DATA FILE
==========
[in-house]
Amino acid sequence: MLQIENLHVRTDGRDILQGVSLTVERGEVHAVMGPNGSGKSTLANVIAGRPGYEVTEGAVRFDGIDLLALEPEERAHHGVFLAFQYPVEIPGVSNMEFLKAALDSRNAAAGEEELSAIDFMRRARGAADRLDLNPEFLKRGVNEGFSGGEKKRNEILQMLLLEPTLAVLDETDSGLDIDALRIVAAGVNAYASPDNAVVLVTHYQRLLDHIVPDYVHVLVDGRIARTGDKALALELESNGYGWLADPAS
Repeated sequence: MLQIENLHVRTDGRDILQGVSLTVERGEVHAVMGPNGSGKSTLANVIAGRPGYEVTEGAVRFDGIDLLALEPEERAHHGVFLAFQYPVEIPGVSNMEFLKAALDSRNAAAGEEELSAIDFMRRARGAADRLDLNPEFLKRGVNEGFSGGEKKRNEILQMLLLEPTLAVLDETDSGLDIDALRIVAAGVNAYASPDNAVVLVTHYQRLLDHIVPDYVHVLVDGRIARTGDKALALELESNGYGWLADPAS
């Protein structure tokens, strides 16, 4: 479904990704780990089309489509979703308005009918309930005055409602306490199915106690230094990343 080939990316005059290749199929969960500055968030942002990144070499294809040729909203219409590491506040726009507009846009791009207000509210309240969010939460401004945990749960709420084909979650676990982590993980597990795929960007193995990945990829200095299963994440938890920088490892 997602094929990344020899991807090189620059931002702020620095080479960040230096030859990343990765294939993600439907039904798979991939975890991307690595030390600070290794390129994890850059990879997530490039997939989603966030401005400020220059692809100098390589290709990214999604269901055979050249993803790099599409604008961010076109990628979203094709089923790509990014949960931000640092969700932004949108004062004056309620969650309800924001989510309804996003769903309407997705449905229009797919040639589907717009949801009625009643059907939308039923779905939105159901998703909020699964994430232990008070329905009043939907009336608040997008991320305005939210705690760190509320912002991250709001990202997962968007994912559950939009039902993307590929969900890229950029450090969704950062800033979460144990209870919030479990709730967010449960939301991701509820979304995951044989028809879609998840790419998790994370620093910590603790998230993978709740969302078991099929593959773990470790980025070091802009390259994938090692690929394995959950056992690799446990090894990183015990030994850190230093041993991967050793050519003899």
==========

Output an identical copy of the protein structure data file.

[in-house]
Amino acid sequence: MLQIENLHVRTDGRDILQGVSLTVERGEVHAVMGPNGSGKSTLANVIAGRPGYEVTEGAVRFDGIDLLALEPEERAHHGVFLAFQYPVEIPGVSNMEFLKAALDSRNAAAGEEELSAIDFMRRARGAADRLDLNPEFLKRGVNEGFSGGEKKRNEILQMLLLEPTLAVLDETDSGLDIDALRIVAAGVNAYASPDNAVVLVTHYQRLLDHIVPDYVHVLVDGRIARTGDKALALELESNGYGWLADPAS
Repeated sequence: MLQIENLHVRTDGRDILQGVSLTVERGEVHAVMGPNGSGKSTLANVIAGRPGYEVTEGAVRFDGIDLLALEPEERAHHGVFLAFQYPVEIPGVSNMEFLKAALDSRNAAAGEEELSAIDFMRRARGAADRLDLNPEFLKRGVNEGFSGGEKKRNEILQMLLLEPTLAVLDETDSGLDIDALRIVAAGVNAYASPDNAVVLVTHYQRLLDHIVPDYVHVLVDGRIARTGDKALALELESNGYGWLADPAS
């Protein structure tokens, strides 16, 4: 479904990704780990089309489509979703308005009918309930005055409602306490199915106690230094990343 080939990316005059290749199929969960500055968030942002990144070499294809040729909203219409590491506040726009507009846009791009207000509210309240969010939460401004945990749960709420084909979650676990982590993980597990795929960007193995990945990829200095299963994440938890920088490892 997602094929990344020899991807090189620059931002702020620095080479960040230096030859990343990765294939993600439907039904798979991939975890991307690595030390600070290794390129994890850059990879997530490039997939989603966030401005400020220059692809100098390589290709990214999604269901055979050249993803790099599409604008961010076109990628979203094709089923790509990014949960931000640092969700932004949108004062004056309620969650309800924001989510309804996003769903309407997705449905229009797919040639589907717009949801009625009643059907939308039923779905939105159901998703909020699964994430232990008070329905009043939907009336608040997008991320305005939210705690760190509320912002991250709001990202997962968007994912559950939009039902993307590929969900890229950029450090969704950062800033979460144990209870919030479990709730967010449960939301991701509820979304995951044989028809879609998840790419998790994370620093910590603790998230993978709740969302078991099929593959773990470790980025070091802009390259994938090692690929394995959950056992690799446990090894990183015990030994850190230093041993991967050793050519003899």